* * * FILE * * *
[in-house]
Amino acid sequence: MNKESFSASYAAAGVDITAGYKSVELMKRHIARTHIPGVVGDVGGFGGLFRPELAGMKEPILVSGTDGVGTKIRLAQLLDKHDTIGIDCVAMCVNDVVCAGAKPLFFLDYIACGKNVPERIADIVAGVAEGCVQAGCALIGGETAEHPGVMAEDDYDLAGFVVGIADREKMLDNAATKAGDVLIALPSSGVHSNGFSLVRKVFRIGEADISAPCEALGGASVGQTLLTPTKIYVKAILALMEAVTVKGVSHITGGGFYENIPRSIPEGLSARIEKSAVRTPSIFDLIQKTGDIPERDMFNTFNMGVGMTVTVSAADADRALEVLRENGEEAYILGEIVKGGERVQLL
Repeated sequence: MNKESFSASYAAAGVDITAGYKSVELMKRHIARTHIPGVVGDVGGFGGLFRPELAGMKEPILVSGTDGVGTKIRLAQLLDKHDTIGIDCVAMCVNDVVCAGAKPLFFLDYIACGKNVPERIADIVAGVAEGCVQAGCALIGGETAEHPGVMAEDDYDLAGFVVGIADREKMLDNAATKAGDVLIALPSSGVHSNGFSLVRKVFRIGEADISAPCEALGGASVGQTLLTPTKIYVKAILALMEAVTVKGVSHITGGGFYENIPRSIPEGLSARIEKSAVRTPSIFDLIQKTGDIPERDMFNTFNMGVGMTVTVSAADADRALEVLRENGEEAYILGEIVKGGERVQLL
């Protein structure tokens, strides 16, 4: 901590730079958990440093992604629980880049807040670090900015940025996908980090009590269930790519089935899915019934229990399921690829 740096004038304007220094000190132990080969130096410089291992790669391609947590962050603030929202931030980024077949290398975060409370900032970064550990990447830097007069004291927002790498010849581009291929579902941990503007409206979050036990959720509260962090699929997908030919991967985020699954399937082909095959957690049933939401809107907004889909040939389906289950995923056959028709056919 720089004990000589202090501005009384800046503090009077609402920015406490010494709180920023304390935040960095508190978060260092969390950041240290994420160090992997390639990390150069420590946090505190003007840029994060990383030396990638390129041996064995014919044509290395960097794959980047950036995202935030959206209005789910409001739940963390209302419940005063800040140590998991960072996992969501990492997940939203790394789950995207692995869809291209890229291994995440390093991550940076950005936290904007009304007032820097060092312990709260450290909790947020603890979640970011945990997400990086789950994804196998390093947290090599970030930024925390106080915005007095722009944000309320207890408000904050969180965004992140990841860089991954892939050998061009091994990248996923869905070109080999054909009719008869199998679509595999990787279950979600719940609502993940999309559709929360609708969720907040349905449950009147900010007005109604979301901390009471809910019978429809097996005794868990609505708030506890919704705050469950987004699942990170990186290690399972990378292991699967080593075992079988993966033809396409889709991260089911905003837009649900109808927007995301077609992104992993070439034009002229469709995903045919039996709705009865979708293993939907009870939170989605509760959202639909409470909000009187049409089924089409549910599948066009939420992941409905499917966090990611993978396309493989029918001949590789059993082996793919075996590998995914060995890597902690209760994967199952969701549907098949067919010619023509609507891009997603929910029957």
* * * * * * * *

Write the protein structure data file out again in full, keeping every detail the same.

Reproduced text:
[in-house]
Amino acid sequence: MNKESFSASYAAAGVDITAGYKSVELMKRHIARTHIPGVVGDVGGFGGLFRPELAGMKEPILVSGTDGVGTKIRLAQLLDKHDTIGIDCVAMCVNDVVCAGAKPLFFLDYIACGKNVPERIADIVAGVAEGCVQAGCALIGGETAEHPGVMAEDDYDLAGFVVGIADREKMLDNAATKAGDVLIALPSSGVHSNGFSLVRKVFRIGEADISAPCEALGGASVGQTLLTPTKIYVKAILALMEAVTVKGVSHITGGGFYENIPRSIPEGLSARIEKSAVRTPSIFDLIQKTGDIPERDMFNTFNMGVGMTVTVSAADADRALEVLRENGEEAYILGEIVKGGERVQLL
Repeated sequence: MNKESFSASYAAAGVDITAGYKSVELMKRHIARTHIPGVVGDVGGFGGLFRPELAGMKEPILVSGTDGVGTKIRLAQLLDKHDTIGIDCVAMCVNDVVCAGAKPLFFLDYIACGKNVPERIADIVAGVAEGCVQAGCALIGGETAEHPGVMAEDDYDLAGFVVGIADREKMLDNAATKAGDVLIALPSSGVHSNGFSLVRKVFRIGEADISAPCEALGGASVGQTLLTPTKIYVKAILALMEAVTVKGVSHITGGGFYENIPRSIPEGLSARIEKSAVRTPSIFDLIQKTGDIPERDMFNTFNMGVGMTVTVSAADADRALEVLRENGEEAYILGEIVKGGERVQLL
């Protein structure tokens, strides 16, 4: 901590730079958990440093992604629980880049807040670090900015940025996908980090009590269930790519089935899915019934229990399921690829 740096004038304007220094000190132990080969130096410089291992790669391609947590962050603030929202931030980024077949290398975060409370900032970064550990990447830097007069004291927002790498010849581009291929579902941990503007409206979050036990959720509260962090699929997908030919991967985020699954399937082909095959957690049933939401809107907004889909040939389906289950995923056959028709056919 720089004990000589202090501005009384800046503090009077609402920015406490010494709180920023304390935040960095508190978060260092969390950041240290994420160090992997390639990390150069420590946090505190003007840029994060990383030396990638390129041996064995014919044509290395960097794959980047950036995202935030959206209005789910409001739940963390209302419940005063800040140590998991960072996992969501990492997940939203790394789950995207692995869809291209890229291994995440390093991550940076950005936290904007009304007032820097060092312990709260450290909790947020603890979640970011945990997400990086789950994804196998390093947290090599970030930024925390106080915005007095722009944000309320207890408000904050969180965004992140990841860089991954892939050998061009091994990248996923869905070109080999054909009719008869199998679509595999990787279950979600719940609502993940999309559709929360609708969720907040349905449950009147900010007005109604979301901390009471809910019978429809097996005794868990609505708030506890919704705050469950987004699942990170990186290690399972990378292991699967080593075992079988993966033809396409889709991260089911905003837009649900109808927007995301077609992104992993070439034009002229469709995903045919039996709705009865979708293993939907009870939170989605509760959202639909409470909000009187049409089924089409549910599948066009939420992941409905499917966090990611993978396309493989029918001949590789059993082996793919075996590998995914060995890597902690209760994967199952969701549907098949067919010619023509609507891009997603929910029957």